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Handing your baby a phone or tablet to play with may seem like a harmless solution when you’re busy, but it could quickly affect their development, a new study has found.
Having anywhere from one to four hours of screen time per day at age 1 is linked with higher risks of developmental delays in communication, fine motor, problem-solving and personal and social skills by age 2, according to a study of 7,097 children published Monday in the journal JAMA Pediatrics.
“It’s a really important study because it has a very large sample size of children who’ve been followed for several years,” said Dr. Jason Nagata, associate professor of pediatrics at the University of California, San Francisco, who wasn’t involved in the study.
“The study fills an important gap because it identifies specific developmental delays (in skills) such as communication and problem-solving associated with screen time,” said Nagata, noting there haven’t been many prior studies that studied this issue with several years of follow-up data.
The children and their mothers were part of the Japan-based Tohoku Medical Megabank Project Birth and Three-Generation Cohort Study and were recruited from 50 obstetric clinics and hospitals in the Miyagi and Iwate prefectures between July 2013 and March 2017.
The study measured how many hours children used screens per day at age 1 and how they performed in several developmental domains — communication skills, fine motor skills, personal and social skills, and problem-solving skills — at ages 2 and 4. Both measures were according to the mothers’ self-reports.
By age 2, those who had had up to four hours of screen time per day were up to three times more likely to experience developmental delays in communication and problem-solving skills.
Those who had spent four or more hours with screens were 4.78 times more likely to have underdeveloped communication skills, 1.74 times more likely to have subpar fine motor skills and two times more likely to have underdeveloped personal and social skills by age 2. By age 4, risk remained only in the communication and problem-solving categories.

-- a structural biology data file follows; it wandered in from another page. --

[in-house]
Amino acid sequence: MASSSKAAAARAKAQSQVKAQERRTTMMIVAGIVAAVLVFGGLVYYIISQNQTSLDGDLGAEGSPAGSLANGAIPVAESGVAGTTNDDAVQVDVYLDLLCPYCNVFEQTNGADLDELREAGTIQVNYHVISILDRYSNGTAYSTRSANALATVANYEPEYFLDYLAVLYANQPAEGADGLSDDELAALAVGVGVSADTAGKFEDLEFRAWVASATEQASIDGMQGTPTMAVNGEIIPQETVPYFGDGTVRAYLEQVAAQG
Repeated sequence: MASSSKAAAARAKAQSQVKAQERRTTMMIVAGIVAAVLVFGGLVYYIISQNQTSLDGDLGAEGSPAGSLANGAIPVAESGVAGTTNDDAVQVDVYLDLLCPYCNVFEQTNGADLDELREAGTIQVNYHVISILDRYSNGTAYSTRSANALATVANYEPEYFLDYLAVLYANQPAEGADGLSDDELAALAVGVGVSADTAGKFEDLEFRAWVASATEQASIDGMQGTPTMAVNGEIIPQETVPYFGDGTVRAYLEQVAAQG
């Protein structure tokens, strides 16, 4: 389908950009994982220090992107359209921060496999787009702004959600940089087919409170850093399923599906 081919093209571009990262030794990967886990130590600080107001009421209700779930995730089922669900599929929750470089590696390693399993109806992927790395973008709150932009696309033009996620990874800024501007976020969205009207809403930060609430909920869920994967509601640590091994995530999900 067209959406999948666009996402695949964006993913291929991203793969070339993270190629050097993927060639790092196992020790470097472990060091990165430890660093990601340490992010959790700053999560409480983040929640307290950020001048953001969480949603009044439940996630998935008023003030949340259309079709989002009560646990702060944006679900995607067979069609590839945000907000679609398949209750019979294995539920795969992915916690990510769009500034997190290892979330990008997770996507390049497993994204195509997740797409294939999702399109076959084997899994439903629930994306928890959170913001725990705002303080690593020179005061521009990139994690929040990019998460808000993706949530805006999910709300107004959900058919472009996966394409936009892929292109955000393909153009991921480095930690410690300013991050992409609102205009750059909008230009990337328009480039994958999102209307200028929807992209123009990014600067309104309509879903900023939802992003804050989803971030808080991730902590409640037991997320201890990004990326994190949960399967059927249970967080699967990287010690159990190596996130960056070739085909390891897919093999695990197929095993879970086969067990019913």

“One of the areas that’s relatively understudied in the whole screen time literature is looking at impacts of screen exposure on very young kids, especially when screens are introduced to babies,” said Dr. John Hutton, associate professor of general and community pediatrics at Cincinnati Children’s Hospital Medical Center, who wasn’t involved in the study. “It’s definitely a global concern, and I think the findings (here) should apply to, really, other countries as well.”
How screen time could affect development
The potential harms of screen time on communication skills may have to do with children being robbed of drivers for language development, Hutton said.
“Kids learn how to talk if they’re encouraged to talk, and very often, if they’re just watching a screen, they’re not having an opportunity to practice talking,” he said. “They may hear a lot of words, but they’re not practicing saying a lot of words or having a lot of that back-and-forth interaction.”
Technology use can take time away from interpersonal relationships that nurture social skills since real people are more multidimensional than characters on a screen, Hutton added. Looking at people’s faces is when our brains turn on to figure out how to interact with them.
“Also, (with) passive screen viewing that doesn’t have an interactive or physical component, children are more likely to be sedentary and then aren’t able to practice motor skills,” Nagata said.